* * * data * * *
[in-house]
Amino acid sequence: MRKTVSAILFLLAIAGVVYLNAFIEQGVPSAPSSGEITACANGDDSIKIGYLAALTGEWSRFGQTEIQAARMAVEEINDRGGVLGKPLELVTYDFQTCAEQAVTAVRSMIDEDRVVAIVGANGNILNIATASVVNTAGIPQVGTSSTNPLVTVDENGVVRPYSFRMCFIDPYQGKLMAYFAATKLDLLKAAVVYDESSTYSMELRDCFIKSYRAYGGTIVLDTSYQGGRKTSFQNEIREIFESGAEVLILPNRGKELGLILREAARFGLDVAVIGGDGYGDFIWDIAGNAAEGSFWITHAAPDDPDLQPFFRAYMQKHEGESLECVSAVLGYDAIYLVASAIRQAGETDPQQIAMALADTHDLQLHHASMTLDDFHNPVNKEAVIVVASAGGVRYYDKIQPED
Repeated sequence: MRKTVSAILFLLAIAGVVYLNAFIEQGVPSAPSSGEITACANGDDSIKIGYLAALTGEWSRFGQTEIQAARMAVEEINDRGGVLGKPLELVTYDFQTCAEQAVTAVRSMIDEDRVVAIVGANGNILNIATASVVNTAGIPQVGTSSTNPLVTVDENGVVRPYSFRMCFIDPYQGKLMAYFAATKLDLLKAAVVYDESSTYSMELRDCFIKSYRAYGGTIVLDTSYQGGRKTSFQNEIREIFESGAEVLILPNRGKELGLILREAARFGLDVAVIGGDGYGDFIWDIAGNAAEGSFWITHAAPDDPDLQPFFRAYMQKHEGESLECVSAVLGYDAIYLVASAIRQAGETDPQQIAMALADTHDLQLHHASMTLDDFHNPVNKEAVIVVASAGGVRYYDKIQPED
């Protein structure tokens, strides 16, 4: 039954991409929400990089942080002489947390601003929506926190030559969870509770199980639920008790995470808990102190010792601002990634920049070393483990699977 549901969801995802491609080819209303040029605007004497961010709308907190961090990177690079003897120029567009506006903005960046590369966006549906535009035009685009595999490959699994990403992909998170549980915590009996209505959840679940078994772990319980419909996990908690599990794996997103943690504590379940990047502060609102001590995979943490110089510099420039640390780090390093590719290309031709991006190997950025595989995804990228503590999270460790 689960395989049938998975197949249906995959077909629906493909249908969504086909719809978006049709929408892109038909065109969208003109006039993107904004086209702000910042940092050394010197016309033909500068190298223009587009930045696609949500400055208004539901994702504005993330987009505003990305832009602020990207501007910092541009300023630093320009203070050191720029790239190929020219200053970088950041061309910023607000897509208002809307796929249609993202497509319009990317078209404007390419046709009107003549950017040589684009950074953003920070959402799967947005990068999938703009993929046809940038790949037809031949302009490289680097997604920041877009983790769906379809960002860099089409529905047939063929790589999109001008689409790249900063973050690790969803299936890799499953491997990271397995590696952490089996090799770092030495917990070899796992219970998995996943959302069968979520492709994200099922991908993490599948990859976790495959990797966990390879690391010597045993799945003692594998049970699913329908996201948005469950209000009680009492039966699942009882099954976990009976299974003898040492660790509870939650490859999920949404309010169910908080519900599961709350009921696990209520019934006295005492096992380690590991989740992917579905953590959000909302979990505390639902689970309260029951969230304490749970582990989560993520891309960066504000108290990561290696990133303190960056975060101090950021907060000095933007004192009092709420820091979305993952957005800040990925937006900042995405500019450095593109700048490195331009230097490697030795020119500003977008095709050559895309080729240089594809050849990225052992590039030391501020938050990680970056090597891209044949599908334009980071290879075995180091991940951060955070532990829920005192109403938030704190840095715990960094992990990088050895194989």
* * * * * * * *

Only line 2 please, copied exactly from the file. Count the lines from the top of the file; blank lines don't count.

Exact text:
Amino acid sequence: MRKTVSAILFLLAIAGVVYLNAFIEQGVPSAPSSGEITACANGDDSIKIGYLAALTGEWSRFGQTEIQAARMAVEEINDRGGVLGKPLELVTYDFQTCAEQAVTAVRSMIDEDRVVAIVGANGNILNIATASVVNTAGIPQVGTSSTNPLVTVDENGVVRPYSFRMCFIDPYQGKLMAYFAATKLDLLKAAVVYDESSTYSMELRDCFIKSYRAYGGTIVLDTSYQGGRKTSFQNEIREIFESGAEVLILPNRGKELGLILREAARFGLDVAVIGGDGYGDFIWDIAGNAAEGSFWITHAAPDDPDLQPFFRAYMQKHEGESLECVSAVLGYDAIYLVASAIRQAGETDPQQIAMALADTHDLQLHHASMTLDDFHNPVNKEAVIVVASAGGVRYYDKIQPED